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The title I originally formulated for this review was this: "How and why `the entrepreneur who speaks for us, rather than at us, is the one who achieves perpetual, wide exposure, longevity, and influence.'" Too many words. So I selected John Butman's explanation of his purpose, in the first chapter, and then a brief explanation of what he examines in his book: "The essential elements that go into forming an idea. What is needed to take an idea public. How ideas and idea entrepreneurs fare in the ideaplex [a term he coined]. How and why ideas break out from others. How they influence thinking and affect behavior. How ideas and their creators fit into larger societal thinking streams." That's a lot of ground to cover, isn't it? Frankly, I was astonished to find that Butman covers all of it and a great deal more. Also, remarkably, this book is as entertaining as it is informative and frequently thought-provoking as well. I regretted reaching its conclusion even as I began to shift my attention to this review and then to the next break out in my own life. Meanwhile, first things first.

As Butman carefully explains, he set out to determine by what process have the most successful "cultural players" or "idea entrepreneurs" achieved their goals, whatever they may have been? More specifically, how did they make effective use of various strategies and tactics to leverage their influence, persuasion, and personal example? He studied dozens of them. "Their tools? Themselves. The stuff of their lives. Their expressions and actions.. They would write, speak, engage in conversations and - very important - [begin italics] show how their ideas could be put to practical use. [end italics] They were prepared to devote their energoiies to these methods, center their lifework around their idea, and even create an enterprise to carry on the work after their active period had come to an end."

I was especially interested in what Butman has to say about these "idea entrepeneurs," listed in alpha order: Benjamin Franklin, Mireille Guiliano, Cesar Millan, Blake Mycoskie, Roger Nierenberg, Hannah Salwer, Martha Stewart, Nassim Nicholas Taleb, Henry David Thoreau, Eckart Tolle, and Edward Tufte. If many (if not most) of these names are unfamiliar, read this book because Butman will introduce them to you and explain why each is, in unique and substantial ways, a "cultural player" of major significance. Here's a value-added benefit for many readers: Getting to know them and others featured in the book will enable them to learn something about themselves that they did not know before.

These are among the dozens of passages that caught my eye, also listed to indicate the scope of Butman's coverage.

o Genesis of an Idea (Pages 5-10)
o Henry David Thoreau: Model for Idea Generation (10-15)
o The Thinking Journey (18-20)
o Necessary Ingredients for Audience Engagement (48-52)
o Starting at the Top (65-69)
o Effective Talking (84-92)
o Convergence - in Time and in Content -- with Zeitgeist (115-120)
o Effective Listening (124-131)
o Structures for Enterprise Building (138-143)
o Truth Firmness (181-184)
o Mythologizing (189-198)
o Ideas about Ideas (199203)
o Feedback: The Test of Effect (206-212)
o About the Collaboration That Produced This Book (219-220)

When concluding his brilliant book, Butman observes: "Who knows where this idea, or any idea for that matter, might lead - what feelings it might hand on to others, what minds it might plant itself into, what infecting it might do, how it might influence thinking and behavior, what change it could bring, what difference it might make, what good it could do for the world?"

There is much to learned from the information, insights, and suggestions provided in this book about the process by which an idea proceeds from birth ("genesis") to eventual entry into what John Butman characterizes as an immensely competitive "ideaplex." After that, who knows? But there is another point to be made, offered by Howard Aiken in response to concern about idea theft: "Don't worry about people stealing your ideas. If your ideas are any good, you'll have to ram them down people's throats."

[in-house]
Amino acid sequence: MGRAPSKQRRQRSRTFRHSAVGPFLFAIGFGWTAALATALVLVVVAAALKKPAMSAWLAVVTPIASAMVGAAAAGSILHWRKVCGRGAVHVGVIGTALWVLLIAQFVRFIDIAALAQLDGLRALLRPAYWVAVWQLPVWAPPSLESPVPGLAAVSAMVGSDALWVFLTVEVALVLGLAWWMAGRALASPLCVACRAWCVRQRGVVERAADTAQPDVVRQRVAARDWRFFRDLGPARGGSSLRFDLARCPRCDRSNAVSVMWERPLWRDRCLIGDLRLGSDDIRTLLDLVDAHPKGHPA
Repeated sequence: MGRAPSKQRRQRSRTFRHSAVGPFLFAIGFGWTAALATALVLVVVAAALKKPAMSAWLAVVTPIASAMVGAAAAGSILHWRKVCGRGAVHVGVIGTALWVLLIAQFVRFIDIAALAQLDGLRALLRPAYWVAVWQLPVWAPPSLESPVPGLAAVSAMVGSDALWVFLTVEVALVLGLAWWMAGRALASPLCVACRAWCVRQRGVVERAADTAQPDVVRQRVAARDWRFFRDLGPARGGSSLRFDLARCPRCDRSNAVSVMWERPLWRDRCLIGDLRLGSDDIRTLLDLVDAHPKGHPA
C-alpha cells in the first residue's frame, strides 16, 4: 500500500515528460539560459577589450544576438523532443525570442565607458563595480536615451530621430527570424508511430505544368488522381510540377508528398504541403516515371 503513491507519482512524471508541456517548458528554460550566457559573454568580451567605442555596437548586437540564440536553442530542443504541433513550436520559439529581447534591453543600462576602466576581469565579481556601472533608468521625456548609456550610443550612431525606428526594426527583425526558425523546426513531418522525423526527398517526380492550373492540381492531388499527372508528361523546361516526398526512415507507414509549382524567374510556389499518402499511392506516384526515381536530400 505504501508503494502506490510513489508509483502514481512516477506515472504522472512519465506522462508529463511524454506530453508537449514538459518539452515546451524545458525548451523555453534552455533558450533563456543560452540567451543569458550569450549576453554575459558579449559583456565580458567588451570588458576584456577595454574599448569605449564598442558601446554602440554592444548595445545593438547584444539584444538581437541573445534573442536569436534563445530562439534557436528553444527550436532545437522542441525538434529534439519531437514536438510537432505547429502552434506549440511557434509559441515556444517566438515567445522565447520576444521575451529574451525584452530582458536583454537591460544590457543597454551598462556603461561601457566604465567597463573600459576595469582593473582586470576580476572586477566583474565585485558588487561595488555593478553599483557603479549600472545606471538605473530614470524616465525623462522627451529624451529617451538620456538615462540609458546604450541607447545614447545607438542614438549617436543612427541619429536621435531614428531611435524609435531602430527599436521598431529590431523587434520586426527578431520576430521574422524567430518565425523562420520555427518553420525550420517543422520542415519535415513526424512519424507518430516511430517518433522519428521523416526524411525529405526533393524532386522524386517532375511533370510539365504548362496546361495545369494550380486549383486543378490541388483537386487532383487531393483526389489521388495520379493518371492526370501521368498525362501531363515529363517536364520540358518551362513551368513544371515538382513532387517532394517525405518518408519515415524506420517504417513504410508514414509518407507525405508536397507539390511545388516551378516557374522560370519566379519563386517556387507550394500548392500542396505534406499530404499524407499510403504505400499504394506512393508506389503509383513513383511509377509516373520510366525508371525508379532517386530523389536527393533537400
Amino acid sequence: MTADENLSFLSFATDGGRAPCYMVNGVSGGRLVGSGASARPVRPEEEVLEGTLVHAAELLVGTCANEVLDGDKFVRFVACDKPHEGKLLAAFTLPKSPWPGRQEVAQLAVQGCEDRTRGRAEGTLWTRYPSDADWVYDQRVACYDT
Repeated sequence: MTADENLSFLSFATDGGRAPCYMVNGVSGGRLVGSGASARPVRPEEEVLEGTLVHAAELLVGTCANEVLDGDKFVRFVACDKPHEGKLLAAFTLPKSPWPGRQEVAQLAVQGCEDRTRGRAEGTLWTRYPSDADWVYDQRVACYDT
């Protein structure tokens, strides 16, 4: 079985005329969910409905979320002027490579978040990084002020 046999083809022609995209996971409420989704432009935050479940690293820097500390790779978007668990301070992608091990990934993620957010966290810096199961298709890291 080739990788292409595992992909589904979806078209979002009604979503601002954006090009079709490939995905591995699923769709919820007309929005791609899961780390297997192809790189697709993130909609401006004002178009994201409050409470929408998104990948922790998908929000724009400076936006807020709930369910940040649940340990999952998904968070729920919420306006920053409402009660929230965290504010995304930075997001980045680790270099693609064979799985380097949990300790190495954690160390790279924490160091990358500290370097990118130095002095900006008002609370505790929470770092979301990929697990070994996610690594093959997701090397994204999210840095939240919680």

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on May 12, 2013
Wait, there's a process by which one can purposefully spread transformative ideas? Turns out there is, and John Butman & Co. have unearthed it in a lucid and fluent book that somehow connects vivid stories of dogs, toilets, baguettes, and cabins in the woods. John's field is idea entrepreneurship, making this an IE book about IEs by an IE. And his prose is as light and strong as a spider's filament. Enjoy.
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on May 21, 2013
Breaking Out is absolutely, without question, a must-read for those who hope to leave a deep and lasting impact on this world. The biggest challenge any idea entrepreneur faces is figuring out how to be heard above the din. Breaking Out offers a simple, clean, compelling framework for understanding how that very mysterious, seemingly impossible process unfolds. The framework is clear, the narrative is fun, and I've found myself carrying this book around with me everywhere.
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on August 10, 2013
Butman's book is essentially another how-to book. The difference is, and it IS a huge difference, Butman strives to teach others to deliver the optimal how-to's. As much as this sounds like a critique, it actually is a sincere compliment. So many of us actually do have a message, bottled deep inside us. A message that, if somehow can be crystallized, properly defined, passionately lived out, and then unleashed (or broken out), can really make a difference, or dare I reiterate, Change The World. In this sense, Breaking Out is timely. No more the bottleneck of the production and processing of ideas into meaningful human-race-benefiting product lies in limitations in ideas dissemination, cross-pollination, or delivery. The contemporary bottleneck now is the effectiveness of the ideator (what Butman calls the idea entrepreneur). In attempting to relieve this bottleneck, Breaking Out has done its share of changing the world.

Brief recap of the content:
- start by discovering the one life-defining idea that truly fascinates you, clear definition after struggling and soul-searching is key here
- continue accumulating articles, ideas, frameworks, lists around this fascination. This process can, and typically does, take years, most commonly decades
- live the idea, even if it means acting the act of Leaving (career, comfortable life pattern. geography, social structure, etc.), in the process weaving a strong personal narrative interwoven into your idea/fascination, giving it legitimacy and weight